If possible, breastfeed your baby within the first hour of them being born. This takes advantage of their natural alertness when they first come into the world. After this hour, babies usually sleep for a large portion of their first 24 hours of life. This first feed helps your baby establish a good latch and helps them to feel like feeding from the breast is as natural as breathing. Your newborn will naturally squirm and root around for a nipple once placed on your chest, this is their signal that they want to feed, so encourage this by feeding straight away. Plenty of skin-to-skin contact in the early days will encourage your baby to use these cues, rather than crying to be fed. If your baby knows that you recognise their subtle hints then they will feel more secure and relaxed.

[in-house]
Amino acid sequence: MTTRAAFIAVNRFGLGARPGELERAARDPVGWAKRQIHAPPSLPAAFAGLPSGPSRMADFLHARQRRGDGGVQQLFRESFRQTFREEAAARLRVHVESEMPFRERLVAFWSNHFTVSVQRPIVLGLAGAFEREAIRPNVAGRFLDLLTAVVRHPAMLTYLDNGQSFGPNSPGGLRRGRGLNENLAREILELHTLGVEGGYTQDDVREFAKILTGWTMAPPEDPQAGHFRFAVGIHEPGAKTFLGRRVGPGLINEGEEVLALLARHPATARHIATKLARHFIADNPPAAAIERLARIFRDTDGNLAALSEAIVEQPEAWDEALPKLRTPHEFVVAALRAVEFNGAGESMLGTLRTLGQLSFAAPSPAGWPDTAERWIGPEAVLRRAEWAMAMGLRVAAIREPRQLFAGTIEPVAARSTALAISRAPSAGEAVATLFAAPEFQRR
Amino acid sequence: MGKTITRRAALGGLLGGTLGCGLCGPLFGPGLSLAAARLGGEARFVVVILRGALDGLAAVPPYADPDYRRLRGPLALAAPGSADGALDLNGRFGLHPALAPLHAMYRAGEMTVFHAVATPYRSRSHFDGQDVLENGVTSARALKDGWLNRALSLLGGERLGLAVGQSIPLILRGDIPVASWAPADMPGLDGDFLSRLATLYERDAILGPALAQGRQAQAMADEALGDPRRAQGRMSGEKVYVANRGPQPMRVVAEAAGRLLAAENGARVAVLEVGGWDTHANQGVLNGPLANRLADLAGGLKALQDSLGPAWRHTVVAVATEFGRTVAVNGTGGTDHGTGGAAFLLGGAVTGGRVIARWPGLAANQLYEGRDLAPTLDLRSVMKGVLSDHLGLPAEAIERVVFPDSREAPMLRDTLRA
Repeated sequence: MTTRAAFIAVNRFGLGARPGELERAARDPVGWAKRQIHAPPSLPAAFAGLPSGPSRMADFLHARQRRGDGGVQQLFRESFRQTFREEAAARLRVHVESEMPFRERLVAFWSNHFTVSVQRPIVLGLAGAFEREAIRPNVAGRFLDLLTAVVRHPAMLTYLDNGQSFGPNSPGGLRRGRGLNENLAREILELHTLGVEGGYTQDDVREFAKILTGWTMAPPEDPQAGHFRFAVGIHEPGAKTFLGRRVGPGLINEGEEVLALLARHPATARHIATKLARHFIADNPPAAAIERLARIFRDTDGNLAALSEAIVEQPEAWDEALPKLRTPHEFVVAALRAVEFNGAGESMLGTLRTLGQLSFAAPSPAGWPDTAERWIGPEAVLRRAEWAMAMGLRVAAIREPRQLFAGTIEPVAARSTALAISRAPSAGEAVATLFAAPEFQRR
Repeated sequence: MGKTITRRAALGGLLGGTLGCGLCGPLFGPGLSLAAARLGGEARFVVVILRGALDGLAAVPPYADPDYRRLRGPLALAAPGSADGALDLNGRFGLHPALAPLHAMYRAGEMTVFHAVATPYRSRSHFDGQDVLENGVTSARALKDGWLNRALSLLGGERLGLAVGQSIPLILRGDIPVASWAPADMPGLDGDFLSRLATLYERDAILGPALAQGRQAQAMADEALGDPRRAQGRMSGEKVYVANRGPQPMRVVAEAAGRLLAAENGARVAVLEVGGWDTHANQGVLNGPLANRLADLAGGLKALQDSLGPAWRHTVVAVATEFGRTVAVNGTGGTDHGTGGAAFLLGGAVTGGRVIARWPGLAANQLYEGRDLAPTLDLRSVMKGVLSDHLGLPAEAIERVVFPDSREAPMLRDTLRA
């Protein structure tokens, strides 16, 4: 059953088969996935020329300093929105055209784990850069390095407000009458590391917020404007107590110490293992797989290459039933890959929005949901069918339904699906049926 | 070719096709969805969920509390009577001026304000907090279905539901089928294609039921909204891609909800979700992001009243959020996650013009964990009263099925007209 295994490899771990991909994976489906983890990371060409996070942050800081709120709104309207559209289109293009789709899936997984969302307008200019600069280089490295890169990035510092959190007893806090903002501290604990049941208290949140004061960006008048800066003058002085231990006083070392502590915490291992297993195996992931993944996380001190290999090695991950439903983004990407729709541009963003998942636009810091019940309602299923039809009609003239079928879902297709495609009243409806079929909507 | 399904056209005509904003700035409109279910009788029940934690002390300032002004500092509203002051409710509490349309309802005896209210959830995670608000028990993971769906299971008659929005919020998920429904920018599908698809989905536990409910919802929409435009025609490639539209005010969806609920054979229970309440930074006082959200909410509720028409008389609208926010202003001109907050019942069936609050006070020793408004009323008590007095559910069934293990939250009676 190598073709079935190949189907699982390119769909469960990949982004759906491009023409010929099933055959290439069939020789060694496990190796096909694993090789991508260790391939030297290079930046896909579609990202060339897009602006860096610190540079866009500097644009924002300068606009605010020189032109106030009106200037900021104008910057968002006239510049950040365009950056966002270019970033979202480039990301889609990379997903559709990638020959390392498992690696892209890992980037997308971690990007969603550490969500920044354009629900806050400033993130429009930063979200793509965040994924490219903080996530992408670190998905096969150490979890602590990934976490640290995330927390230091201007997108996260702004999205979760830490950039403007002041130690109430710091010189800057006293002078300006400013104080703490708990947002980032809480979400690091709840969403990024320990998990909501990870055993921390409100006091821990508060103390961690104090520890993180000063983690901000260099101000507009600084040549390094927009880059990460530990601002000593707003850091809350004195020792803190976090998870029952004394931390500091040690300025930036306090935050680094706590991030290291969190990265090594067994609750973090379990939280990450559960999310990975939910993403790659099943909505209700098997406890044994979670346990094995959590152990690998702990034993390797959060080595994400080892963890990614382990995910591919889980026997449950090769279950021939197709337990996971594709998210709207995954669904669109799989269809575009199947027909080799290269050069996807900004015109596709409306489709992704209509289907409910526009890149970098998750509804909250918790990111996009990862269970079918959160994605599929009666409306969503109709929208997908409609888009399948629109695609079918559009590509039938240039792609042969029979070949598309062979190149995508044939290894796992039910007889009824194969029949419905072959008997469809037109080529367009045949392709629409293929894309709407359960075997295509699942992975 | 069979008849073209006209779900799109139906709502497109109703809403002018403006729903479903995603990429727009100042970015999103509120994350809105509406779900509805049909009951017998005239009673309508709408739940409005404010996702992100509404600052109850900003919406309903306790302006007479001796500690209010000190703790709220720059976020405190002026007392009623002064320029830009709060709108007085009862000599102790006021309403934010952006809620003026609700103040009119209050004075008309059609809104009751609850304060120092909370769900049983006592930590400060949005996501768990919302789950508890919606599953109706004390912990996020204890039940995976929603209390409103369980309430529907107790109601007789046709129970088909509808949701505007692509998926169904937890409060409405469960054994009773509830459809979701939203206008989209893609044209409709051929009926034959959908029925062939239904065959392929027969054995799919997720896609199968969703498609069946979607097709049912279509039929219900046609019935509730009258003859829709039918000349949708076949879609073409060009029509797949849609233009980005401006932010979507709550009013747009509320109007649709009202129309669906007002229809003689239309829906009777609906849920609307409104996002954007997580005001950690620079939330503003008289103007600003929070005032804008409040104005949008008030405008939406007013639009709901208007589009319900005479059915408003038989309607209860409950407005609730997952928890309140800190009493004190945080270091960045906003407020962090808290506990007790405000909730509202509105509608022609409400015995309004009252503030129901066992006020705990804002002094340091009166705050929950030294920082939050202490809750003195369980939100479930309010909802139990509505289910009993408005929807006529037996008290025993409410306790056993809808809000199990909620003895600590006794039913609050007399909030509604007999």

In the first days, the milk you produce is called colostrum. This is thick, yellowish milk which is rich in proteins, vitamins and antibodies. It also acts as a laxative which helps your baby have their first poop, known as meconium. Eliminating meconium quickly is important for preventing jaundice and getting your baby’s digestive health off to a great start. Colostrum comes in small doses between 2ml and 20ml per day, but it’s very high in nutrients in order to nourish your baby properly while their stomach is so tiny. Check out our blog First Days with a Newborn for more about Newborn Feeding.
The Perfect Latch
Your baby establishing a good latch is important for your breastfeeding journey. An improper latch prevents your baby from suckling the milk they need and your breasts do not receive the signal to produce more milk, thus limiting your supply and giving you an upset baby. Persevering with a bad latch also leads to breast pain, blocked milk ducts and mastitis. Signs that your baby is not latched on correctly include:
- breast pain,
- baby consistently sleeping at your breast,
- baby not satisfied after a feed,
- baby not gaining weight as expected.